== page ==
Forum AM Science - part 2

THURSDAY, 7 JUNE 2018

Location: CongressCenter, ground floor, Room Carl Zeiss left


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08:30 - 09:30
Check-In
09:30 - 09:35
Welcome Carl-Zeiss Saal
09:35 - 10:30

Additive Manufacturing (AM) is an emerging manufacturing technology in the Oil and Gas (O&G)
industry and offers a high potential for significant innovations. This new manufacturing technology
is being actively used and applied in all industry segments (fullstream) of the O&G industry, such as
the exploration of reservoirs by latest drilling and evaluation tools and production (upstream), the
transportation and storage of goods (midstream), as well as refining and industrial power processing
(downstream). In addition, a digital revolution is being driven to modernize the O&G industry by
optimizing operations thru the power of data and analytics.
In comparison to other industries such as medical and aviation, the experience level of additively
manufactured components in O&G is still relatively low. Due to industry specific requirements, which
are different ormore challenging than other industries, current developed and qualifiedmaterials for
AM cannot always be used. High static and dynamic loads, corrosion as well as abrasion and erosion
are significant challenges for all materials. A high reliability of services as well as meeting all
standards of Health, Safety and Environmental is the key in the operational field at the customer site.
The young AM technology needs to overcome all these challenges and needs to be applicable at high
pressure of productivity and cost efficiency.
Due to numerous opportunities of AM, Baker Hughes, a GE company has focused significantly on key
advantages of this technology in product design. The process and material development and its
qualification for production have been the main focus over the last years to enable production of
additive manufactured goods. Enabling new designs, the ability to manufacture new materials and
alloy families, as well as the opportunity to significantly reduce product development time by shorten
multiple design iterations have all been benefits that have found success in the applying this
technology. Furthermore, local satellite production opportunities at decentralized manufacturing
hubs will enable to ability of short lead times even in outlying regions. Thus, AM is an important
technology in the O&G industry and is seen as an elementary part of innovation to bring energy to
the world.

Keynote 3
Christoph Wangenheim | Baker Hughes, a GE Company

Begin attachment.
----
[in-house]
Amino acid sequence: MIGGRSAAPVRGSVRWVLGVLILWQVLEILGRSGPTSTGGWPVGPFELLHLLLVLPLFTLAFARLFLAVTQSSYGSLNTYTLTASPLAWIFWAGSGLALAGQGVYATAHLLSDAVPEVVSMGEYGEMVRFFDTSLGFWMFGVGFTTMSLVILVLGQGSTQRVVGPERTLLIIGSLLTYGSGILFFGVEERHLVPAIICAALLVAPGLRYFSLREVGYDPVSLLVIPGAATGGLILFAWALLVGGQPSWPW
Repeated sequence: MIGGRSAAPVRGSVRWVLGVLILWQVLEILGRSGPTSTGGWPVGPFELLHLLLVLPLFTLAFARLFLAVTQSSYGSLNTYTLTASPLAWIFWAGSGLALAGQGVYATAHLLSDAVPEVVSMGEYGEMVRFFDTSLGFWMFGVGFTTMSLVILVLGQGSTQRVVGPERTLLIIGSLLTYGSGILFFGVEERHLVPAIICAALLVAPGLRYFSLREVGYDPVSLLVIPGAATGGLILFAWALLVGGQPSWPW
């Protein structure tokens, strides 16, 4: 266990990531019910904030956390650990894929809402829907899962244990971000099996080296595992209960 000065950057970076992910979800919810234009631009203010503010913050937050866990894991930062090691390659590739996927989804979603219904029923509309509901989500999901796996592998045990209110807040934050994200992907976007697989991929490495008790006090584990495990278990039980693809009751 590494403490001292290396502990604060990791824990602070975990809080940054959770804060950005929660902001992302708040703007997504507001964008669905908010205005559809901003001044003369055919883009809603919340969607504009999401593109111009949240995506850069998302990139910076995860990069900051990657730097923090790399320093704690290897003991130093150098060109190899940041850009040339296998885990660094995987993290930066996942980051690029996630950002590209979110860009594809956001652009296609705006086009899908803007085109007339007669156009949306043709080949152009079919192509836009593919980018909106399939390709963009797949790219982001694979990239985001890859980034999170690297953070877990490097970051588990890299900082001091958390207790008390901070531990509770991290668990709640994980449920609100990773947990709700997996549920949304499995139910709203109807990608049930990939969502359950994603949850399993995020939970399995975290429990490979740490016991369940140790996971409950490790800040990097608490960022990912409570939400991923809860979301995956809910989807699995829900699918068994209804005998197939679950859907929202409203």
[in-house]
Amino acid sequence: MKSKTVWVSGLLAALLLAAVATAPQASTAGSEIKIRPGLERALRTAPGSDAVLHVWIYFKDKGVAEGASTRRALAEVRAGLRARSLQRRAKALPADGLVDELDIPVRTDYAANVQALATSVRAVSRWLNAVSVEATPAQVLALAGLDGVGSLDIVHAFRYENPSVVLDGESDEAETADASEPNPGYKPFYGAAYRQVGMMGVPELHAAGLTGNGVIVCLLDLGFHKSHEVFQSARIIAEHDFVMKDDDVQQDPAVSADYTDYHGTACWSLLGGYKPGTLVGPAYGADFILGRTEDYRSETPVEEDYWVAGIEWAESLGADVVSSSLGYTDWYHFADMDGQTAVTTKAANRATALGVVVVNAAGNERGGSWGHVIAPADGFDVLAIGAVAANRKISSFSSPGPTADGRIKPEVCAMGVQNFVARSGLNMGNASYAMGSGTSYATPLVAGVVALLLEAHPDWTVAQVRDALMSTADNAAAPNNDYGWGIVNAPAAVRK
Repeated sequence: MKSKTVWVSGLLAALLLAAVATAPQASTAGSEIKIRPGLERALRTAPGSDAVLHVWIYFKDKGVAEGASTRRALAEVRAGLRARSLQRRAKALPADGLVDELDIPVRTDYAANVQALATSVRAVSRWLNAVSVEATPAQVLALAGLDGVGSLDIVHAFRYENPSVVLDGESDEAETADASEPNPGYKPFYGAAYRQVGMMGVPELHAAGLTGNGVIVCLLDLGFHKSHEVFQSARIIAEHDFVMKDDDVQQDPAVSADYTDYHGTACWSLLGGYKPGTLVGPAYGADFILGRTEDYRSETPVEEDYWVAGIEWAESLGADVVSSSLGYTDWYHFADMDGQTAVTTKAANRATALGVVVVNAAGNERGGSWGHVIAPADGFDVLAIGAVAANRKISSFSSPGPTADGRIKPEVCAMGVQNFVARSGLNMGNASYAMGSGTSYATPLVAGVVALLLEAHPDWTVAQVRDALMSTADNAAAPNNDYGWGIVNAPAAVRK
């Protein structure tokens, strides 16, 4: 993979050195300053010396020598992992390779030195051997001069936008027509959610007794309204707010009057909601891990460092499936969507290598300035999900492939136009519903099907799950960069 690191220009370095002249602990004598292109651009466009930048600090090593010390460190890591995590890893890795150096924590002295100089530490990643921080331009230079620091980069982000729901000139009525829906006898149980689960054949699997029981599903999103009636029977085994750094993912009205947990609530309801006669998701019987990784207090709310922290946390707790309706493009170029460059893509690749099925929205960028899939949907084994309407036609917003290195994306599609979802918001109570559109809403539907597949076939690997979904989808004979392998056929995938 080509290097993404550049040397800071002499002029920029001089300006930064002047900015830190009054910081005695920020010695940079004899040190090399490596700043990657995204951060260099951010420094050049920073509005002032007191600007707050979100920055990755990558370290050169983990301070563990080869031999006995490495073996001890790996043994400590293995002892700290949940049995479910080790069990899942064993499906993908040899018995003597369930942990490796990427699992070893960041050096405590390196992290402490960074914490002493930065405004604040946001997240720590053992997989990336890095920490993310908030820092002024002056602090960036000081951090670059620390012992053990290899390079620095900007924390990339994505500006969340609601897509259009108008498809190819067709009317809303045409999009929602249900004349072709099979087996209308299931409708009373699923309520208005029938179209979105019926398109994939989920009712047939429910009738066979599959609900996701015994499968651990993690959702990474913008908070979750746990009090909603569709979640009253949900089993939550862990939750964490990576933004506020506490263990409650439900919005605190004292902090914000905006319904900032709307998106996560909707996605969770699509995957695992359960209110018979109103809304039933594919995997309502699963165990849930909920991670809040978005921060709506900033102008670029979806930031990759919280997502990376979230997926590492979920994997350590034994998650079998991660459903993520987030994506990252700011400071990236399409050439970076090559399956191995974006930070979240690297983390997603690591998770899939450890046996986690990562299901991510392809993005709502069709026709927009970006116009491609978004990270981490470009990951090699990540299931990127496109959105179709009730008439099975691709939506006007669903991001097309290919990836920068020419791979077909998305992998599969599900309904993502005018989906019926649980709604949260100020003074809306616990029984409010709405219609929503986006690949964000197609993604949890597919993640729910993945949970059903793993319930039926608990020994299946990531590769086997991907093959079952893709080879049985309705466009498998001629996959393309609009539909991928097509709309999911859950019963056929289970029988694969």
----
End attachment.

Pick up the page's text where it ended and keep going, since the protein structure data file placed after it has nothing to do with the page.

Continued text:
Christoph Wangenheim hat Maschinenbau an der Leibniz Universität Hannover im
Diplomstudiengang studiert und diesen erfolgreich Ende 2008 abgeschlossen. Nach einem
Direkteinstieg als Fertigungsingenieur bei Baker Hughes in Celle, beschäftigt HerrWangenheim sich
seit 2012 mit der additiven Fertigung von metallischen Komponenten. Während eines Expat
Aufenthaltes für zwei Jahre imHeadquarter von Baker Hughes in Houston hat HerrWangenheimdie
additive Fertigung federführend im Konzern innerhalb einer internationalen Gruppe an zwei
Standorten (Houston und Celle) aufgebaut und geleitet. Seit Mitte 2016 ist Herr Wangenheim am
einem der größten Technologie Standorte in Celle für die additiven Fertigungstechnologien seitens
der Entwicklung, Material Qualifikation, Design und der Produktion von metallischen und
nichtmetallischen Komponenten für die Produktlinie Drilling Services verantwortlich.

10:30 - 11:00
Break
Session 3
Presentation: Dr.-Ing. Andreas Wegner, AM Polymer Research UG
11:00 - 11:30

Laser sintering is a powder-based additive processing technology, that has significant potential to reach the status of an additive manufacturing technology. The process reliability and component quality depend, among other things, upon layer generation. The effects of parameters, which have yet to be examined, and their influence on obtainable packing densities are investigated in correlation with the surface roughness on a self-developed laser sintering machine at the department of Production Engineering at the University of Duisburg-Essen. In commercial lasers sintering systems, it is often the case that the rotation speed of the powder applicator is maintained at a fixed ratio in regard to the translation speed. In other cases, a fixed blade with a defined geometry is utilized as the powder applicator. The adjustable parameters of the commercial systems are usually very limited, which results in difficulties for user optimization in powder application and the resulting component properties. In a custom-built machine, the rotational and translational movements of the roller are decoupled; thus, allowing each movement to be independently operated. For comparability of both application systems, the roller can be replaced by a blade. Through this study, only the rotation speed of the roller varies, while the translation speed is set to the standard value of 127 mm/s. The results show a disproportional increase in packing density as a function of the resulting speed at the tangential surface of the coating system. In addition, a direct comparison between the two commercial coating systems emphasize their different potential for improvements. For comparison, a DTM 2500 (3D- Systems) is used, which is equipped with a counter rotating roller.